Spain, Japan ... Lexington. Hundreds will attend this conference next week, and pay $1,050.

A presentation on carbon-based material transformation at last year’s Carbon Conference in Madrid, Spain, July 3, 2018.
A presentation on carbon-based material transformation at last year’s Carbon Conference in Madrid, Spain, July 3, 2018.

People are traveling to Lexington from all over the world next week for an internationally renowned conference — yet many of the people who live and work here have no idea it’s coming.

The Carbon Conference — colloquially known this year as Carbon 2019 — is held in the U.S. every three years. Last year it was held in Madrid, Spain; in 2020, it will take a trip to Kyoto, Japan.

The list of impressive host cities continues. That is why the stop in Lexington is “a pretty big deal,” according to Rodney Andrews, conference chair.

Carbon 2019 is “the premiere conference in the world that focuses on the science and technology of carbon materials,” according to Andrews. It will run from July 14 to 19, ringing in the conference’s second trip to Lexington in its 19 years since establishment. It was last held in Lexington in 2001.

Andrews said UK has one of the best carbon research programs in the U.S. Much of that research comes from the Center for Applied Energy Research, or CAER, of which Andrews is director.

With CAER, Andrews researches methods of reducing carbon dioxide emission, an environmentally harmful byproduct of fossil fuel production. In Kentucky, this would have particular impact on coal production. Earlier this month, Sen. Mitch McConnell advocated for CAER to receive a $2.2 million grant from the U.S. Department of Energy to further their research.

“Innovations in clean coal and carbon capture technology are vital to Kentucky’s economic growth, and UK CAER is leading the way toward promoting coal as an affordable and reliable domestic energy source,” McConnell said of the grant in a statement.

The program has also received international recognition.

CAER’s notoriety likely helped bring Carbon 2019 to the horse capital of the world, where people are paying thousands to participate and collaborate with the international community of carbon researchers. But Andrews is not shocked that the average Lexingtonian may not have heard of the meeting at all.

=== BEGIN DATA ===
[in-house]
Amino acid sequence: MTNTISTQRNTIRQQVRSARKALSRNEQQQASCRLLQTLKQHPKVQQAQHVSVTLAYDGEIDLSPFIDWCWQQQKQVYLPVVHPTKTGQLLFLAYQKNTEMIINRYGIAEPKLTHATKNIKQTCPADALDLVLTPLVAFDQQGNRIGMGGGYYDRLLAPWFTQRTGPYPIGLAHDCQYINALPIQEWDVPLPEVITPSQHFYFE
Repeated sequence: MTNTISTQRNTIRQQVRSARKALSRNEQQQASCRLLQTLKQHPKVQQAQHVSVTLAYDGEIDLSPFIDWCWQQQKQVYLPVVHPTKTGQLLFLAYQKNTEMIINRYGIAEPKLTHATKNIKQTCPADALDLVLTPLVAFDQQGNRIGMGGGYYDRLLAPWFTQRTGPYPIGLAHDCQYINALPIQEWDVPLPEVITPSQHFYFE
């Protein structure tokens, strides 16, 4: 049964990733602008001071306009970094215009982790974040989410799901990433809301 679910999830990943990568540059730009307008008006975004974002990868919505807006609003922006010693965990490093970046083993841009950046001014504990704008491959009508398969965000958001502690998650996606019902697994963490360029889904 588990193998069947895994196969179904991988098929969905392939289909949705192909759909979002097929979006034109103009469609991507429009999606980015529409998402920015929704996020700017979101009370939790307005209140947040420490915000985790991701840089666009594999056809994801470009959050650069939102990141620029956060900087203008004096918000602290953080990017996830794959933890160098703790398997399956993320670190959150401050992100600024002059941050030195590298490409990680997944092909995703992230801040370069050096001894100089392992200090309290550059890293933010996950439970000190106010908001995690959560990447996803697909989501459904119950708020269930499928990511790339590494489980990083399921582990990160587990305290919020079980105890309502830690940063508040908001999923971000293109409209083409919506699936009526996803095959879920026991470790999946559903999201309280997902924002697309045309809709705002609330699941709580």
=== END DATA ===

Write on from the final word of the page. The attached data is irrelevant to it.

“(The conference) isn’t one that people look at and go, ‘Wow, that’s awesome,” Andrews said. “It’s very heavy on people who do research in this field.”

Around 450 people will attend the conference, many of them professors and academic professionals. Nearly 100 of them will be students in the company of a faculty mentor.

“This is a chance annually where we can get together and we can present our latest work, talk to colleagues about what they’re doing. Quite often, this is where we form cooperation projects — you may present on something, and someone looks at it and says ‘I’m doing something similar.’ And you go from there,” Andrews said. “Many (students) will get an opportunity to present their work, be it through a formal presentation or through a poster. They also, then, get a chance to meet a lot of people, and that can often lead to post-docs and jobs.”

Carbon 2019 has no theme outside the umbrella of generalized research and progress with carbon materials, Andrews said. But patterns often emerge as the field trends in similar directions. This year, he predicted that graphene and battery capacitor materials will be popular.

Discussion about carbon advancements will be spliced between a high-speed course on living in Lexington, KY. According to the conference’s official schedule, two bourbon tastings will be held, as well as a Lexington pub crawl.

Visitors will even get a taste of Lexington’s signature construction: The conference will be held in the Lexington Convention Center, which is currently being renovated.

Carbon’s last visit to Lexington in 2001 is “also the last time they completely ripped the convention center up,” Andrews said.

“Basically, every time we hold the conference, they get to build a new convention center.”